Thus, further data evaluating the risk:benefit ratio of a lower RTX dose regimen and its economic impact are warranted. A widely used treatment approach across other therapeutic fields is to use a ‘loading dose’ to produce rapid symptomatic improvement followed by maintenance retreatment at a lower dose. To test this approach for RTX in RA, we conducted a randomised trial (SMART) comparing the safety and efficacy of retreatment with RTX 1000 mg×1 or 1000 mg×2 following an induction treatment of 1000 mg×2 in TNF-IR patients. The study was designed to assess non-inferiority between the two retreatment regimens.
This was a prospective multicentre national study consisting of a 24-week non-controlled period followed by a randomised open-label controlled period from weeks 24 to 104. The primary objective was to assess the efficacy (disease activity in 28 joints C-reactive protein (DAS28-CRP) area under the curve (AUC)) of two dose regimens of RTX over 104 weeks in patients who had a EULAR response (good or moderate) 6 months after a first course of RTX (two infusions of 1000 mg) and who required retreatment. Secondary objectives included comparing the efficacy of the two dosing regimens with regard to DAS28; American College of Rheumatology (ACR) 20/50/70; European League Against Rheumatism (EULAR) response; number of required courses of RTX; time to second retreatment; and safety.
Setting and participants
SMART was conducted at 44 centres in France between September 2006 and November 2011. Adult outpatients (>18 years of age) with RA for ≥6 months (1987 ACR definition)14 and an inadequate response, intolerance or contraindication to etanercept, infliximab or adalimumab were enrolled. Patients were required to have discontinued etanercept for ≥4 weeks and infliximab or adalimumab for ≥8 weeks prior to randomisation and to be receiving stable doses of MTX (≥10 mg/week) for ≥4 weeks. Corticosteroids (≤10 mg/day prednisone or equivalent) and non-steroidal anti-inflammatory drugs were permitted if at stable doses for ≥4 and ≥2 weeks prior to screening, respectively.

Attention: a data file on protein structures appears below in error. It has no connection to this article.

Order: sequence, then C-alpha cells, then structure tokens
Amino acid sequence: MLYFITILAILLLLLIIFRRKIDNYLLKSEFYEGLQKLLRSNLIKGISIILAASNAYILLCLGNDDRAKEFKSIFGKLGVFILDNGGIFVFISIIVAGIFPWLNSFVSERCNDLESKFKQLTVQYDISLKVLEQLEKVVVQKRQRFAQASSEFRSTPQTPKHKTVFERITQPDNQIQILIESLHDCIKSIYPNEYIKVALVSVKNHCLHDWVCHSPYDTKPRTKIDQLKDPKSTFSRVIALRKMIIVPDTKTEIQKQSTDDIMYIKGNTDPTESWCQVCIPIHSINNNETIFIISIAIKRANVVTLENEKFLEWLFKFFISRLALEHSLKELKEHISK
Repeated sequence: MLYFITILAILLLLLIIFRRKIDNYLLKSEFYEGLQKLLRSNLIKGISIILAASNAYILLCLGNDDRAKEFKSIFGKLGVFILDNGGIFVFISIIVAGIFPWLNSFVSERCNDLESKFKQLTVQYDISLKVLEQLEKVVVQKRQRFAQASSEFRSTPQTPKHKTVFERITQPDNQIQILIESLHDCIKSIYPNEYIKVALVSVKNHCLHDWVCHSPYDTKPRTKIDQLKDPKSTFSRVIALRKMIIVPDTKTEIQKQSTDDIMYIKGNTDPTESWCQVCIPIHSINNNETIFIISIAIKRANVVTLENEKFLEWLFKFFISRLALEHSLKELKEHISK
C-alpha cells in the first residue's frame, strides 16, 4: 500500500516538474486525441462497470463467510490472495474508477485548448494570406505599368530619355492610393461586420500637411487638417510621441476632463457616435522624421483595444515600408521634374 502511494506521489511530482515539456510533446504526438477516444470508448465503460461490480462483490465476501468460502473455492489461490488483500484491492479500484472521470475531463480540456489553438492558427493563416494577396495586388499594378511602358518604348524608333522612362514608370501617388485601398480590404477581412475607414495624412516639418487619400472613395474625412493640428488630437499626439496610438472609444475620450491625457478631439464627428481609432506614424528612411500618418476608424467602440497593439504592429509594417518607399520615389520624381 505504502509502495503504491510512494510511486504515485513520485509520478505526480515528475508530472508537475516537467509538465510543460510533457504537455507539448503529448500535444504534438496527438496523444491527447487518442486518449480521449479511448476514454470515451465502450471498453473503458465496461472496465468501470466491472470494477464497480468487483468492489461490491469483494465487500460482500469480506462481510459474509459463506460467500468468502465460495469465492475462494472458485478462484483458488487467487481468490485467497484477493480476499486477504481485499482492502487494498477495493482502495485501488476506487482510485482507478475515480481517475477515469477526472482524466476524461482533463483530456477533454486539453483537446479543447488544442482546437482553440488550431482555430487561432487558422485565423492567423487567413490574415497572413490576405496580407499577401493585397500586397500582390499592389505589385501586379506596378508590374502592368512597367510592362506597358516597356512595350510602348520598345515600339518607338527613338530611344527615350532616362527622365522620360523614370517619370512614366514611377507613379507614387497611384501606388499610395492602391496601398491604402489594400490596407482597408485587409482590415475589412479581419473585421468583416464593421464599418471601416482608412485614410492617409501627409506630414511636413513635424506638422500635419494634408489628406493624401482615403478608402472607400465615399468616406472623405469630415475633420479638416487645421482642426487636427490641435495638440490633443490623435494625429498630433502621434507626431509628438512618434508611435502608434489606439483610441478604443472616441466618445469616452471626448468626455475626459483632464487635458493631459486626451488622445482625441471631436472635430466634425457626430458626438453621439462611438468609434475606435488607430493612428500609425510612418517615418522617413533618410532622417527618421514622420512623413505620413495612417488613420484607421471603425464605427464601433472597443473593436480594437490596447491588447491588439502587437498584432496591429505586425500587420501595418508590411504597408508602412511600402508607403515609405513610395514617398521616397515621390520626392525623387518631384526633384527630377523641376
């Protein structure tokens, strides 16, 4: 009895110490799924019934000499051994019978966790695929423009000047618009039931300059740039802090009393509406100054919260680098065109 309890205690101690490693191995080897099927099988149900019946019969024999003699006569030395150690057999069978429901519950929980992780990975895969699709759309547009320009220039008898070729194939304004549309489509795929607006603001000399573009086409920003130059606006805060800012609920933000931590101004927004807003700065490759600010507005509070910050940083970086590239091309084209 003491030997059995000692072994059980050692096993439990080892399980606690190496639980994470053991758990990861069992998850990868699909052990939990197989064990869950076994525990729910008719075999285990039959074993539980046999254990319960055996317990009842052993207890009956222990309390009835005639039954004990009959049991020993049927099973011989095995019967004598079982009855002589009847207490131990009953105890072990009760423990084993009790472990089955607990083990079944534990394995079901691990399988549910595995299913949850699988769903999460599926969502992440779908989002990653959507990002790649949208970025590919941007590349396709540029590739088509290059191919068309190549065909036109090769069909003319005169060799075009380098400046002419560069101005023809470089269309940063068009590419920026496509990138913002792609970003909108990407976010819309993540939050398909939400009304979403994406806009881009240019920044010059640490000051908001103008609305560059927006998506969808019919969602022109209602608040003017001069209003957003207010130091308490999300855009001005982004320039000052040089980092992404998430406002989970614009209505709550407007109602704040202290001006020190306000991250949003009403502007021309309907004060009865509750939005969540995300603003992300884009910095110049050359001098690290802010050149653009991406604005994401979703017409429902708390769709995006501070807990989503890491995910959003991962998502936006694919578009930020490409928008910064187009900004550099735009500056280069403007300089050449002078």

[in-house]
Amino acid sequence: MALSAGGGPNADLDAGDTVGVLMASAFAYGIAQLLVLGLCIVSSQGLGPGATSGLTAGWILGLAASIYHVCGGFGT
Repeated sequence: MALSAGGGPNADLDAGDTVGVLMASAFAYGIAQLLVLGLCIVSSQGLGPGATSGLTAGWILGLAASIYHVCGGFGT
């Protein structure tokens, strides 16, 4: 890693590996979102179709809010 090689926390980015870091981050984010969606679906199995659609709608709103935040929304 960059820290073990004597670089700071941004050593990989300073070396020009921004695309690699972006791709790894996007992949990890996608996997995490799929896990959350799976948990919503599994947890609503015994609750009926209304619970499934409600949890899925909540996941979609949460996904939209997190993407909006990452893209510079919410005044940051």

The main exclusion criteria were: rheumatic autoimmune disease other than RA; concurrent treatment with any TNF inhibitor therapy or biological therapy; significant cardiac or pulmonary disease (investigator's decision); significant uncontrolled disease (investigator's decision); known active infection or history of serious recurrent or chronic infection; laboratory findings: hepatitis B surface antigen positive, hepatitis C virus positive, haemoglobin <8 g/dl, neutrophil count <1.5×103/µl, IgM <0.4 g/l and/or IgG <5 g/l.
Randomisation and interventions
At week 0 eligible patients received the first course of RTX (two 1000 mg infusions given on days 1 and 15). At week 24 the investigator was in charge of calculating whether the patient fulfilled the EULAR response criteria response (moderate or good). If no, the patients withdrew from the trial. If yes, the patients were randomly allocated to retreatment with one single infusion of RTX 1000 mg (Arm A) or RTX 1000 mg×2 given on days 1 and 15 (Arm B). Randomisation was conducted over the internet by a centralised balanced (1:1) adaptive randomisation process using a minimisation method and stratified according to centre and DAS at inclusion. All patients received premedication with intravenous methylprednisolone 100 mg 30 min before each infusion and continued MTX treatment at the dose current at the time of inclusion. After at least 24 weeks following the previous course, patients received retreatment based on evaluation of disease activity (DAS28 >3.2, segmented neutrophil count >1.5×103/µl and no contraindications); consultations were scheduled every 8 weeks for assessment of DAS28.
Outcomes and follow-up
Given the fact that the minimum time between retreatments was 6 months and that it is a 2-year strategy study, AUC seemed to us a more reliable end point than a single outcome at 2 years. Thus, the primary objective outcome measure was DAS28-CRP AUC over 104 weeks. Secondary objective outcome measures included: DAS28-CRP, EULAR response, ACR20/50/70 response, low disease activity (LDA), remission rates, tender joint count (TJC), swollen joint count (SJC), number of required courses of RTX, time to a second retreatment and quality of life. Parameters used to evaluate safety included adverse events (AEs), ECG, x-ray, laboratory assessments and human antichimeric antibodies (HACAs) against RTX (at baseline and before each RTX cycle).
Sample size calculation
One hundred and sixty-eight randomised patients (assuming 152 patients in the per-protocol (PP) population) were needed to demonstrate non-inferiority of Arm A versus Arm B for DAS28-CRP AUC over 104 weeks with 80% power, a significance level of α=2.5% (one-sided) and a non-inferiority margin defined by 20% (444) of the mean DAS28 AUC (mean±SD 2218±967) of the reference data.3 ,9 ,15
All randomised patients were included in the intent-to-treat (ITT) population. Patients were assigned to their initially assigned treatment arm irrespective of the treatment actually received. The PP population included all ITT patients without major protocol deviations. All patients who received at least one dose of study drug were included in the safety population.